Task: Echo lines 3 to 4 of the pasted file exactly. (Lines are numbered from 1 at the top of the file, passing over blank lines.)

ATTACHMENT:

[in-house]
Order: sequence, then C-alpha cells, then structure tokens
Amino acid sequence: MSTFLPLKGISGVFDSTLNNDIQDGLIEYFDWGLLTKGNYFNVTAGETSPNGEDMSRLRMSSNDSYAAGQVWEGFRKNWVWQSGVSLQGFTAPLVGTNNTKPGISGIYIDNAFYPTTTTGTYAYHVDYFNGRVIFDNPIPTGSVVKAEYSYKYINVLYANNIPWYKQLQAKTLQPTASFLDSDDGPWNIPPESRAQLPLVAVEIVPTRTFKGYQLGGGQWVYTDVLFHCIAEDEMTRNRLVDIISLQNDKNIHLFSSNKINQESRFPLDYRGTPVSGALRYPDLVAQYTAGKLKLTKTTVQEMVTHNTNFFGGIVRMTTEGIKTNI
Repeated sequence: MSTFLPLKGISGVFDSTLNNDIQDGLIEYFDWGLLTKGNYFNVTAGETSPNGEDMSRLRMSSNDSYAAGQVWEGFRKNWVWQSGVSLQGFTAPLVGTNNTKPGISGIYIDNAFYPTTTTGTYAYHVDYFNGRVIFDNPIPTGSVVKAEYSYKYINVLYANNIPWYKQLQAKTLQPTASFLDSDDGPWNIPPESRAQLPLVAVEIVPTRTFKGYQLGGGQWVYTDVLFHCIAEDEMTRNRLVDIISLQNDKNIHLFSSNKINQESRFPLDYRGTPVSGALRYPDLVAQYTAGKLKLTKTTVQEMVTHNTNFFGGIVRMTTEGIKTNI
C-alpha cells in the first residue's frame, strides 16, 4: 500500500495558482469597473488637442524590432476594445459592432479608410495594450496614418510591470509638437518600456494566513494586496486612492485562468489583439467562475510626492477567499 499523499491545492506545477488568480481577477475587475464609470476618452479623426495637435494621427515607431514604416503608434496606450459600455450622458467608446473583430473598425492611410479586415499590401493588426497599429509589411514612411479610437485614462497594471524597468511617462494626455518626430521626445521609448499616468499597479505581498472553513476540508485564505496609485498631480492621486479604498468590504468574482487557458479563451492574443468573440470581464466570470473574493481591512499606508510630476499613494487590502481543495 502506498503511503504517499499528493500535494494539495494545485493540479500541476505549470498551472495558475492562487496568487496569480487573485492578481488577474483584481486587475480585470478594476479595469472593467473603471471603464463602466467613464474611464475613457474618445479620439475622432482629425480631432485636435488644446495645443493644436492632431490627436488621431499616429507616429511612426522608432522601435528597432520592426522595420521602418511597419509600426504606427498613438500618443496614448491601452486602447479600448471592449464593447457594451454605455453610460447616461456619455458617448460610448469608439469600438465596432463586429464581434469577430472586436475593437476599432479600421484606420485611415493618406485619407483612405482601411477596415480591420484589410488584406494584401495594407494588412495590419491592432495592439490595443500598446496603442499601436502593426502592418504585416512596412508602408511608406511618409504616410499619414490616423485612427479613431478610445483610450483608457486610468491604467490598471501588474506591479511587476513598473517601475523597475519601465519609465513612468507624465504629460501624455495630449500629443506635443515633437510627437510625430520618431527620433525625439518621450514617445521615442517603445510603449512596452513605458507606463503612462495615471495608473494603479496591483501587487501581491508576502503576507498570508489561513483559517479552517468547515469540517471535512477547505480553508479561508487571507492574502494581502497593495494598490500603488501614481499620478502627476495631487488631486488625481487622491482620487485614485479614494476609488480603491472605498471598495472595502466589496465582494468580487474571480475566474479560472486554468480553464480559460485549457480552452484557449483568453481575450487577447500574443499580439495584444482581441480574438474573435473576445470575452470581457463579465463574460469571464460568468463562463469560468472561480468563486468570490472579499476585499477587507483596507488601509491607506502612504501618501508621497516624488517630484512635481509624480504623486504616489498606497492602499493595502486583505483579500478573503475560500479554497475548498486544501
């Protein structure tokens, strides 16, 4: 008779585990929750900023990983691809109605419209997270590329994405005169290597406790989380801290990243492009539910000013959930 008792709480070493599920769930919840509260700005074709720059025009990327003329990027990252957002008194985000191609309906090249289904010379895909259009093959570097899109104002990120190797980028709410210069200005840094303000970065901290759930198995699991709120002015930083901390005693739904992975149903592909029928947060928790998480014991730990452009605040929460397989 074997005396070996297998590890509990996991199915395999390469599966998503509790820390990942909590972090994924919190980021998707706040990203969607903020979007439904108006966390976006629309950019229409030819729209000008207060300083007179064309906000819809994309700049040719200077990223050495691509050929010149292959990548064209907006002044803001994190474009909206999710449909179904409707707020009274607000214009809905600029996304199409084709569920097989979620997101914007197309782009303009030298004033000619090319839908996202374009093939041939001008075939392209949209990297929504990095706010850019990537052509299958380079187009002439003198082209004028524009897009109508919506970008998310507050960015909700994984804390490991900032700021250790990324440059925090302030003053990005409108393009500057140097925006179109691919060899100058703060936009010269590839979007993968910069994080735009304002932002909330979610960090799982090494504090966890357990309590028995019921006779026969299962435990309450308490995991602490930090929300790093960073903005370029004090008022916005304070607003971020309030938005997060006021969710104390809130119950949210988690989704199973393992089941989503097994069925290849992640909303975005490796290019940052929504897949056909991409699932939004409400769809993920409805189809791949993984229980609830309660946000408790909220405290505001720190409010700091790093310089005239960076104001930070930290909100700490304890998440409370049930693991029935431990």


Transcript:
Amino acid sequence: MSTFLPLKGISGVFDSTLNNDIQDGLIEYFDWGLLTKGNYFNVTAGETSPNGEDMSRLRMSSNDSYAAGQVWEGFRKNWVWQSGVSLQGFTAPLVGTNNTKPGISGIYIDNAFYPTTTTGTYAYHVDYFNGRVIFDNPIPTGSVVKAEYSYKYINVLYANNIPWYKQLQAKTLQPTASFLDSDDGPWNIPPESRAQLPLVAVEIVPTRTFKGYQLGGGQWVYTDVLFHCIAEDEMTRNRLVDIISLQNDKNIHLFSSNKINQESRFPLDYRGTPVSGALRYPDLVAQYTAGKLKLTKTTVQEMVTHNTNFFGGIVRMTTEGIKTNI
Repeated sequence: MSTFLPLKGISGVFDSTLNNDIQDGLIEYFDWGLLTKGNYFNVTAGETSPNGEDMSRLRMSSNDSYAAGQVWEGFRKNWVWQSGVSLQGFTAPLVGTNNTKPGISGIYIDNAFYPTTTTGTYAYHVDYFNGRVIFDNPIPTGSVVKAEYSYKYINVLYANNIPWYKQLQAKTLQPTASFLDSDDGPWNIPPESRAQLPLVAVEIVPTRTFKGYQLGGGQWVYTDVLFHCIAEDEMTRNRLVDIISLQNDKNIHLFSSNKINQESRFPLDYRGTPVSGALRYPDLVAQYTAGKLKLTKTTVQEMVTHNTNFFGGIVRMTTEGIKTNI